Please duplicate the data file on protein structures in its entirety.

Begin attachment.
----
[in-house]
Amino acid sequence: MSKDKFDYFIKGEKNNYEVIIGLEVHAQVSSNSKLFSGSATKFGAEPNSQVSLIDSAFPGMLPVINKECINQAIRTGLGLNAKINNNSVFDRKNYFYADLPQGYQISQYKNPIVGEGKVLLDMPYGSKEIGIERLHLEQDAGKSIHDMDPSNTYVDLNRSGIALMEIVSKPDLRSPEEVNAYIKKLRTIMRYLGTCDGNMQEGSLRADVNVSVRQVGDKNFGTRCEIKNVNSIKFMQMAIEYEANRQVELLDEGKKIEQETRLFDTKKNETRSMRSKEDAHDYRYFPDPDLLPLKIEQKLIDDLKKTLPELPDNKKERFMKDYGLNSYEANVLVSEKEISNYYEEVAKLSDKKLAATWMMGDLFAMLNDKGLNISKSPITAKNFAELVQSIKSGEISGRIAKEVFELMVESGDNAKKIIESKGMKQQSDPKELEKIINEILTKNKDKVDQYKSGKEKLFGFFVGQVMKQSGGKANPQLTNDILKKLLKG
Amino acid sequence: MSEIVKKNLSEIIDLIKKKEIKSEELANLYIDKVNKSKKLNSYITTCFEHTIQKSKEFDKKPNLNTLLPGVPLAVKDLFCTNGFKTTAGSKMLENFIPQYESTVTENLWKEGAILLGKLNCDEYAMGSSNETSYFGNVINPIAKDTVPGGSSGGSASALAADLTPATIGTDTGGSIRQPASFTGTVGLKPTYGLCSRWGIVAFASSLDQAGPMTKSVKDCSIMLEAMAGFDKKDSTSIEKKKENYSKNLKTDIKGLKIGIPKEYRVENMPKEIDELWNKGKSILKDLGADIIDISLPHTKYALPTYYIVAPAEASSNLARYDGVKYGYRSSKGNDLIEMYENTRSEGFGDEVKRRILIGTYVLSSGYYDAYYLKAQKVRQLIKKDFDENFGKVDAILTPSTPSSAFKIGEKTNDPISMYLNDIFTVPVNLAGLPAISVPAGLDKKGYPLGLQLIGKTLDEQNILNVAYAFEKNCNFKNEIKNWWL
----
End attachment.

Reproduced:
[in-house]
Amino acid sequence: MSKDKFDYFIKGEKNNYEVIIGLEVHAQVSSNSKLFSGSATKFGAEPNSQVSLIDSAFPGMLPVINKECINQAIRTGLGLNAKINNNSVFDRKNYFYADLPQGYQISQYKNPIVGEGKVLLDMPYGSKEIGIERLHLEQDAGKSIHDMDPSNTYVDLNRSGIALMEIVSKPDLRSPEEVNAYIKKLRTIMRYLGTCDGNMQEGSLRADVNVSVRQVGDKNFGTRCEIKNVNSIKFMQMAIEYEANRQVELLDEGKKIEQETRLFDTKKNETRSMRSKEDAHDYRYFPDPDLLPLKIEQKLIDDLKKTLPELPDNKKERFMKDYGLNSYEANVLVSEKEISNYYEEVAKLSDKKLAATWMMGDLFAMLNDKGLNISKSPITAKNFAELVQSIKSGEISGRIAKEVFELMVESGDNAKKIIESKGMKQQSDPKELEKIINEILTKNKDKVDQYKSGKEKLFGFFVGQVMKQSGGKANPQLTNDILKKLLKG
Amino acid sequence: MSEIVKKNLSEIIDLIKKKEIKSEELANLYIDKVNKSKKLNSYITTCFEHTIQKSKEFDKKPNLNTLLPGVPLAVKDLFCTNGFKTTAGSKMLENFIPQYESTVTENLWKEGAILLGKLNCDEYAMGSSNETSYFGNVINPIAKDTVPGGSSGGSASALAADLTPATIGTDTGGSIRQPASFTGTVGLKPTYGLCSRWGIVAFASSLDQAGPMTKSVKDCSIMLEAMAGFDKKDSTSIEKKKENYSKNLKTDIKGLKIGIPKEYRVENMPKEIDELWNKGKSILKDLGADIIDISLPHTKYALPTYYIVAPAEASSNLARYDGVKYGYRSSKGNDLIEMYENTRSEGFGDEVKRRILIGTYVLSSGYYDAYYLKAQKVRQLIKKDFDENFGKVDAILTPSTPSSAFKIGEKTNDPISMYLNDIFTVPVNLAGLPAISVPAGLDKKGYPLGLQLIGKTLDEQNILNVAYAFEKNCNFKNEIKNWWL